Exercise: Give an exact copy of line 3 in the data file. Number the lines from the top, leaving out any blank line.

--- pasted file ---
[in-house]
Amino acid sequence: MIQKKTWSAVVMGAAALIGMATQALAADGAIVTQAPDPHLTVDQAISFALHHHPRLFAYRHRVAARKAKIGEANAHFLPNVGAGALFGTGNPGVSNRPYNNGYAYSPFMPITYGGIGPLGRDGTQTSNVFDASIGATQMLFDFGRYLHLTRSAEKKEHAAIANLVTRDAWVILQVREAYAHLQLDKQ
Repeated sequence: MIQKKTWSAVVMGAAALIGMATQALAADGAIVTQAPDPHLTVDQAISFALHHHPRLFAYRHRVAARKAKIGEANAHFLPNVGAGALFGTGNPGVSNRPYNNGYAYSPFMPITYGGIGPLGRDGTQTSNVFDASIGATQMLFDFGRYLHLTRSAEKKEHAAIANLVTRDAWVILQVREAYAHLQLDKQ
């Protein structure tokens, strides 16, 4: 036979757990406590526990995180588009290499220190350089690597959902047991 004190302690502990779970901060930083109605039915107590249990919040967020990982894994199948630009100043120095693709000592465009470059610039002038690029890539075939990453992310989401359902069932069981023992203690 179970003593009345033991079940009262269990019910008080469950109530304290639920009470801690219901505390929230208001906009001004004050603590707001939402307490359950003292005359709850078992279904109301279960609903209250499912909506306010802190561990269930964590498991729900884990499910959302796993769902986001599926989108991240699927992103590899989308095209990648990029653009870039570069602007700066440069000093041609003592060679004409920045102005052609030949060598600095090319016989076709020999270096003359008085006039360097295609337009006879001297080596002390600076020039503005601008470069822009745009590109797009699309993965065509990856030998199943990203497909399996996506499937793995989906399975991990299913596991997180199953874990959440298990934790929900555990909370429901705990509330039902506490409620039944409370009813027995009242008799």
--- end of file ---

Repeated sequence: MIQKKTWSAVVMGAAALIGMATQALAADGAIVTQAPDPHLTVDQAISFALHHHPRLFAYRHRVAARKAKIGEANAHFLPNVGAGALFGTGNPGVSNRPYNNGYAYSPFMPITYGGIGPLGRDGTQTSNVFDASIGATQMLFDFGRYLHLTRSAEKKEHAAIANLVTRDAWVILQVREAYAHLQLDKQ